Squeezing the Long Tail for Lower Costs

The long tail is basically those thousands of variations that don’t appear frequently but, when taken in the aggregate, have a very large volume of activity.

There are a two areas where you can significantly lower your costs and capitalize on a fraction of search engine traffic.

  • Misspellings – For every hundred people that type icon conversion there’ll be some that type icon conversoin, or icon convrsion.  There will be far fewer ads showing for a misspelled keyword phrase, which means your cost-per-click (CPC) will go down significantly.
  • Removing spaces and appending ‘.com’ – Some naive users of the internet think that the Google search bar is where you type the address of your intended website.  They’ll type freeicons.com and your ad will be there at possibly the lowest CPC possible. (We’ve found the appendage of .net, .org, and .edu to bring virtually no traffic of this kind).


Employing these techniques can bring traffic with a very high ROI because the CPC will be so small.  We highly recommend automating this process as much as possible.  We’ve found a tool at LowerYourBidPrice.com which creates every likely misspelling (due to key proximity on the keyboard, the switching of letters, the omission of letters, etc.) of your keyword list.  It also has some nice tools to automatically remove spacing and to append the .com to the end (among other things).  If you’re going to be an AdWords user, the small monthly fee will be well worth the time you save.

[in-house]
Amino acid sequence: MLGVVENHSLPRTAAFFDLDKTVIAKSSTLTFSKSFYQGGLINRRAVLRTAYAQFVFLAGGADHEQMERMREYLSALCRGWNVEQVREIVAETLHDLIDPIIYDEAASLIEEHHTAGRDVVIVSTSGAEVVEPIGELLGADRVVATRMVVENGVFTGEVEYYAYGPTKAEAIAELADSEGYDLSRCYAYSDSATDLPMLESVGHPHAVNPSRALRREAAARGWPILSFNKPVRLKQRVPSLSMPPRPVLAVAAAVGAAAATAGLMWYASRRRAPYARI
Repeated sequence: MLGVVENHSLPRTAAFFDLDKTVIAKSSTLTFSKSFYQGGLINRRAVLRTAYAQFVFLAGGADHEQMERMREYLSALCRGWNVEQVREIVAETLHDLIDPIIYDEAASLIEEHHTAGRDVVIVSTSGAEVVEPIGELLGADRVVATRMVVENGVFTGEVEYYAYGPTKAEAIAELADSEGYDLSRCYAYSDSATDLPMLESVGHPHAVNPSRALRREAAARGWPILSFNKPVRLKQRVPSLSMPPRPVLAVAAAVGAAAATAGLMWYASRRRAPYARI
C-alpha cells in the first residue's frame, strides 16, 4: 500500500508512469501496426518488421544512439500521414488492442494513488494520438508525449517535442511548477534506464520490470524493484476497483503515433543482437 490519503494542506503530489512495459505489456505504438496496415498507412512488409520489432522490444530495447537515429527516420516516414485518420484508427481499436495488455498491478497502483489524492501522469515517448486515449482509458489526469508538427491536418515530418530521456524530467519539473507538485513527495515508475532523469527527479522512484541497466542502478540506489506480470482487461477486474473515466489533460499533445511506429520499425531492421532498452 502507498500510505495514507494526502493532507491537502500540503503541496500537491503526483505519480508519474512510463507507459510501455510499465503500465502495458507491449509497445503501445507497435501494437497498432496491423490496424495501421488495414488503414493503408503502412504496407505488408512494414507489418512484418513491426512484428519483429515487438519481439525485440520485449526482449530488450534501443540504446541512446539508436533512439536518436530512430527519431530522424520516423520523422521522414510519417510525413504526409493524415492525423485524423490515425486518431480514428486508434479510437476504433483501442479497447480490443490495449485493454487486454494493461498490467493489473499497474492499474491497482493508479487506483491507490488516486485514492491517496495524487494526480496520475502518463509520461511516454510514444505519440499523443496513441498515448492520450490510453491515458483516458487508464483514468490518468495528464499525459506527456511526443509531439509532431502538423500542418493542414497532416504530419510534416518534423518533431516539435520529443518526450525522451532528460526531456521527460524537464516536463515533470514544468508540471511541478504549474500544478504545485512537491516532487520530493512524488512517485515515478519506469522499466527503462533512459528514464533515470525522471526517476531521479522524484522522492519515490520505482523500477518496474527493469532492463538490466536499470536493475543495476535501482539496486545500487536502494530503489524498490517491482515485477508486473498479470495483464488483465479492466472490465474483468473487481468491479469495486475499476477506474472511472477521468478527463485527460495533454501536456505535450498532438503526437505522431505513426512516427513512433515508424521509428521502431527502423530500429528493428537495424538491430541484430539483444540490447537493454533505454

The key to profitability with AdWords is to be as detailed as possible.  The 80/20 rule applies:  20% of your keywords will drive 80% of your results, so make sure you’re working on improving the higher volume 20%.  Bearing in mind that we want to be detailed, take some time to organize your keyword list into meaningful groups.  You can see from the mindmap I did above that they’re already fairly organized into groups.  You’ll use these separate lists now when we begin creating the actual ads that will be shown on the search results pages.

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